Home » Current, Environment, Prof. Ashok Kumar Ghosh » ECO-SCOPE BIHAR- Disappearing wetlands of Bihar: the case of Kabar Tal, Begusarai

ECO-SCOPE BIHAR- Disappearing wetlands of Bihar: the case of Kabar Tal, Begusarai

ECO-SCOPE BIHAR

Disappearing wetlands of Bihar: the case of Kabar Tal, Begusarai

Prof. Ashok Ghosh

By Prof Ashok Kumar Ghosh

Wetlands can be defined as water bodies that endure long enough to develop specialized biota, tolerant of the water-logged conditions. Wetlands are dynamic in nature, waxing and waning with the change of seasons. They play a unique role not only in the evolution of micro-ecosystems, but are definite determinants of the economic activities of the local population in developing communities. Their existence and survival are, therefore of prime concern in the field of Environmental Conservation. Among the twenty wetlands identified in Asia, four cover the Indian soil. These are North Indian Wetlands, South Indian Wetlands, Assam Plains, and Bay of Bengal coast. Kabar Tal or lake is located near the eastern fringe of the North Indian Wetlands, and is sustained by the Ganga drainage system. This wetland is undergoing rapid change, initiated by neotectonic activity of the Mid-Ganga Plains and exacerbated by interference of the rural population of the region.

Kabar tal Begusarai photographed in 2004

Kabar Tal is one of the largest freshwater wetland ecosystems of the Gangetic Plains. Situated in the district of Begusarai in Bihar, Kabar Tal lies about 22 km northwest of the district headquarters of Begusarai. The nearest village to the lake is Manjhaul. Kabar Tal, a residual ox-bow lake, was formed by the meandering Gandak River. Its height is 40.42m MSL. It covers an average area of 6737ha, the spread changes from 9053 ha in the Monsoons to 2031ha in the dry season during a year. The catchment area of Kabar tal is delineated by the higher northern part that acts as a water divide. The river Burhi Gandhak in the south and west forms the other catchment boundaries.

The southern 15 km long irrigation channel constructed in 1951 to drain the excess water for agricultural purposes connects the lake to the river Burhi Gandak. But it is not working well as the level of Kabar Tal is about 8 feet higher than the level of the Burhi Gandak so that only a little water can enter the lake that too only during high floods in the river. This lake by being located on higher ground also recharges ground water aquifers in the region.
Kabar Tal is of great socio-economic importance in terms of fish, fodder, fuel and water supply. A large population living in and around the wetlands depends upon it for resources and sustenance. The transitional nature of Kabar Tal in terms of overall spread, depth, and water quality has favored the evolution of a wide diversity of flora and fauna that have been providing sanctuaries to migrating birds and fishes. The enormous size and rich bio-diversity have resulted in its selection as one of Wetland of National Importance. It is one of the 21 wetland selected for conservation, by the National Wetland Committee, and was a proposed RAMSAR site of the Government of India. There is an island in the lake, which is known as “Monkey Island” due to frequent visit of monkeys. Palm trees abound on the islands but they were never tapped. There is a temple on the island, a small shrine dedicated to “Jaimangla” the other name of Goddess Durga or Bhawani, a painted figure of who may be seen in the niche opposite the low door in the front of the building. The building is believed to be very ancient and considerable sanctity is attached to it. Pilgrims come to it from distant places especially during the Durga Puja.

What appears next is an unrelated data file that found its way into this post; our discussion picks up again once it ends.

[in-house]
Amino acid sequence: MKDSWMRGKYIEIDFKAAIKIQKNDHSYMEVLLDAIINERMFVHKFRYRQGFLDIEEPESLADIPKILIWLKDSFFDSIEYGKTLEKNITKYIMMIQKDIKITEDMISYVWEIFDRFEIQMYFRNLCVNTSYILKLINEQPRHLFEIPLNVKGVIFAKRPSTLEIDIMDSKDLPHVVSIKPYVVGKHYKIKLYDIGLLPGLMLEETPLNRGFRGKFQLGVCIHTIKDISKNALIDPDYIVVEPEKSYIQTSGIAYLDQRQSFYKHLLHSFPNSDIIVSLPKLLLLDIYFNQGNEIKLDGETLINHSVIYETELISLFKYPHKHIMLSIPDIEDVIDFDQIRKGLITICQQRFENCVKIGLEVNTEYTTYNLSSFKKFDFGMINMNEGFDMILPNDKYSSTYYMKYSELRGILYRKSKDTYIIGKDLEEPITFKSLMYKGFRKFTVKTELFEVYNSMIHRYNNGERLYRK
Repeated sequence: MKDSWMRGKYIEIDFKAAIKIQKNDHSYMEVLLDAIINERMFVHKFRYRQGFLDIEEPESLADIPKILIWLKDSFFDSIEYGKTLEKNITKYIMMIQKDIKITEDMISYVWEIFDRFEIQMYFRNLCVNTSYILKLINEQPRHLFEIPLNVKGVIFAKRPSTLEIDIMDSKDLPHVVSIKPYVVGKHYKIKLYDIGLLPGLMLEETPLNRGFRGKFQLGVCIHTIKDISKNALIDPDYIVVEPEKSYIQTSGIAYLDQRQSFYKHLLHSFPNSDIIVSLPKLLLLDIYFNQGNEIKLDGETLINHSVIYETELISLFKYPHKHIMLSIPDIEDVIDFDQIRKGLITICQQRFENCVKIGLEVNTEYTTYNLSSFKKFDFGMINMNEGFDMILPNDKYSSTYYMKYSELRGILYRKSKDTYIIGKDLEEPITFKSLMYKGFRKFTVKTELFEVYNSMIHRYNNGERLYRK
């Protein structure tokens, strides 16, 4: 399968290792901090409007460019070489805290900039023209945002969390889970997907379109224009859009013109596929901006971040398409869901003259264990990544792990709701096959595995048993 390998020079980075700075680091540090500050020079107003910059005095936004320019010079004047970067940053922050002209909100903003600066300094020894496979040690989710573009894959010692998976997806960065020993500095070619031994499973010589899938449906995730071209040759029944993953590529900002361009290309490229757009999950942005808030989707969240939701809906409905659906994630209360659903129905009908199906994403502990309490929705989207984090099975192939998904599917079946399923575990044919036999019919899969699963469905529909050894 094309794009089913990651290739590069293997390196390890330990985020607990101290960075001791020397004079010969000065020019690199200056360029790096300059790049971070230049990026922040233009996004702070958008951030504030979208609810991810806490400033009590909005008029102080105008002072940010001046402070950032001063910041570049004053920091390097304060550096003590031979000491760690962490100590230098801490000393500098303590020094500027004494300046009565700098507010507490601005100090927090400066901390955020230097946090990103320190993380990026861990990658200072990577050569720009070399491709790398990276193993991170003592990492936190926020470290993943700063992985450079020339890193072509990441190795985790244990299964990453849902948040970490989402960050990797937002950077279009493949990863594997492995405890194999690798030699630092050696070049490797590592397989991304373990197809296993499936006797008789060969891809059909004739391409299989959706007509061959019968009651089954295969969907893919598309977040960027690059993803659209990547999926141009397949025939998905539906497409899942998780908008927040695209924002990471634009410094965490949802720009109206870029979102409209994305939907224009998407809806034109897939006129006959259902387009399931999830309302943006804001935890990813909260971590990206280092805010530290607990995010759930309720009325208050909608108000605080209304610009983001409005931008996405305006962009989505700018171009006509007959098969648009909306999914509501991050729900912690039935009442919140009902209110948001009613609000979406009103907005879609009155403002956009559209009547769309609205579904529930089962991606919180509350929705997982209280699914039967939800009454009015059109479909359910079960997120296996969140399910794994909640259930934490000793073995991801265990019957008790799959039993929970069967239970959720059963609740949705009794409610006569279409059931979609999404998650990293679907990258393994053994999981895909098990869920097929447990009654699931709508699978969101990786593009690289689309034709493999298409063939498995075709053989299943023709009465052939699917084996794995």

This wetland is highly productive and provides economic support to the local people, especially

Kabar tal, photographed in 2011

the Sahnis [landless fishermen around the area whose only source of sustenance is the lake and its resources]. But due to the changing character of the Kabar Tal, the outlet canal stopped functioning and the water level in the lake increased, making it apt for the wetland habitat. At present, there is no inflow-outflow mechanism in the lake. Extensive deforestation, overgrazing, unsustainable agricultural practices, and over exploitation of biomass for fuel, fodder and timber purposes have over the years stripped the land of its natural vegetation cover resulting in erosion. This in combination with sediment load from Burhi Gandak further adds silt to the lake.
The lake bed is encroached by the rich farmers who overexploit them. As there is no boundary demarcating the Bird sanctuary and Lake Area, this encourages illegal poaching. The rich farmers, realizing the impending loss, deliberately widened the outlet canal so that water could not stay for long periods and they could practice agriculture. This resulted in social conflict between the Sahnis and the rich farmers. Casteism further widened the gap between the rich and the poor leading to usurping of the lake ecosystems and depleting the resources.